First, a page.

M.S. Vs. PhD in Statistics

Mar 29, 2019

Master's and doctoral degree programs in statistics are fairly common and require many courses in different areas of mathematics. Learn about some of the coursework and requirements for each degree program and how interested students can apply.

Statistics is a field that is easily applicable to many other industries, and therefore, provides graduates of master's and doctoral degree programs with diverse career options. Graduate programs in statistics vary in length, graduation requirements, and other factors. Explore some of these differences below.

Comparing an M.S. to a PhD in Statistics

Master of Science in Statistics

Master of Science (M.S.) in Statistics degree programs are available in full- and part-time formats and may take around 30 to 45 credits to complete, depending on the program. Some of these programs are available in online formats or offer online classes, and typically students are required to maintain a 3.0 GPA. Most programs can be completed in 1 to 2 years and do not require a formal thesis, but some may offer a thesis option in place of additional coursework. Other programs may offer additional areas of concentration, such as applied statistics or analytics. Common course topics for programs include statistics (applied and/or theoretical), probability, statistical computing, stochastic processes, regression, time series, and analysis of variance. Graduates with an M.S. degree in statistics may go on to pursue study at the doctoral level, but may also enter the workforce as statisticians and researchers in a wide range of fields, such as manufacturing, healthcare, finance, and education.

Doctor of Philosophy in Statistics

Doctor of Philosophy (PhD) in Statistics degree programs are usually taken on campus and vary in credit requirements. Students usually focus their studies in a particular area of statistics through their research and elective courses. Programs typically take 4 to 5 years to complete, require a dissertation and qualifying/comprehensive exams, and may require students to have mastery of at least 1 foreign language. Coursework varies greatly, based on a student's interests, but may include topics in linear models, theoretical statistics, statistical modeling, probability, law of large numbers, regression, and hypothesis testing. Graduates of doctoral programs in statistics are prepared for advanced research positions in various industries or academia.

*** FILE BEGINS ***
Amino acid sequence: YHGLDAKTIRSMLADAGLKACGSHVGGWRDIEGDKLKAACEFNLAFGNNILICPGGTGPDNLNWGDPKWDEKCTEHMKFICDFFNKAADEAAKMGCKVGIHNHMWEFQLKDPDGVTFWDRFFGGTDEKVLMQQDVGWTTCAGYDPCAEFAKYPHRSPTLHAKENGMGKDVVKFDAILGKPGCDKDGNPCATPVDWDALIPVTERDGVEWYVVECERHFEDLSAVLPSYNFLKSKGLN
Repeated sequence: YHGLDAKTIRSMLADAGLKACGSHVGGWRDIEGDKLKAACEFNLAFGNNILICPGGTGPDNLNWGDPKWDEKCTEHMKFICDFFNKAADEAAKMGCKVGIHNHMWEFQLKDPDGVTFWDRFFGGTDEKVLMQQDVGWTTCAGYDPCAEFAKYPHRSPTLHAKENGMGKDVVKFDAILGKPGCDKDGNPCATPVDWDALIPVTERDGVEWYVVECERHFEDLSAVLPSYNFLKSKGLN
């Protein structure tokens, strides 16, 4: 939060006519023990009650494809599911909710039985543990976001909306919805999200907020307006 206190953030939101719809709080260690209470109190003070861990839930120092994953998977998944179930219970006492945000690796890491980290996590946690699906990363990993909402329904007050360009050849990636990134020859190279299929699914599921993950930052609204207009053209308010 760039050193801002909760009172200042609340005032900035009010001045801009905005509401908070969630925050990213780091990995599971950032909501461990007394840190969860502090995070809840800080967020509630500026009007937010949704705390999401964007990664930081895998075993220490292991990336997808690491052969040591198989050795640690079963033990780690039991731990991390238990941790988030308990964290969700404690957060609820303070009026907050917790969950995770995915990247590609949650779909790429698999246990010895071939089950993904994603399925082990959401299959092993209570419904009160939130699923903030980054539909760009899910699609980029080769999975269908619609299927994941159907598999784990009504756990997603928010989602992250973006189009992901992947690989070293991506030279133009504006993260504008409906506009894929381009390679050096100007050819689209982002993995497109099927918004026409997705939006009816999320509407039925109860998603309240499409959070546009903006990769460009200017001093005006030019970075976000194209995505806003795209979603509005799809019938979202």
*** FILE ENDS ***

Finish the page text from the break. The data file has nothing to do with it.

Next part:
Common Entrance Requirements

Students applying to M.S. or PhD degree programs in statistics must have at least a bachelor's degree and usually need to meet a minimum GPA requirement around a 3.0. Most of the degree programs at either level require applicants to have prior coursework in areas such as linear algebra, probability, calculus, programming, and statistics. Some programs may allow students to be admitted on a limited status or conditional basis and then change the student to full graduate standing once the conditions of their admission are met. Many of these programs require the GRE exam, and those that do not require it may encourage students to include scores in their application. Some common application materials for graduate programs in statistics include transcripts, letters of recommendation, a statement of purpose, and/or a resume or CV.

Graduate programs in statistics usually allow students to focus their studies in a particular area of the field through available concentrations, electives, or research opportunities. Master's students can earn their degree in 1 to 2 years, while doctoral students take 4 to 5 years and must complete a dissertation.

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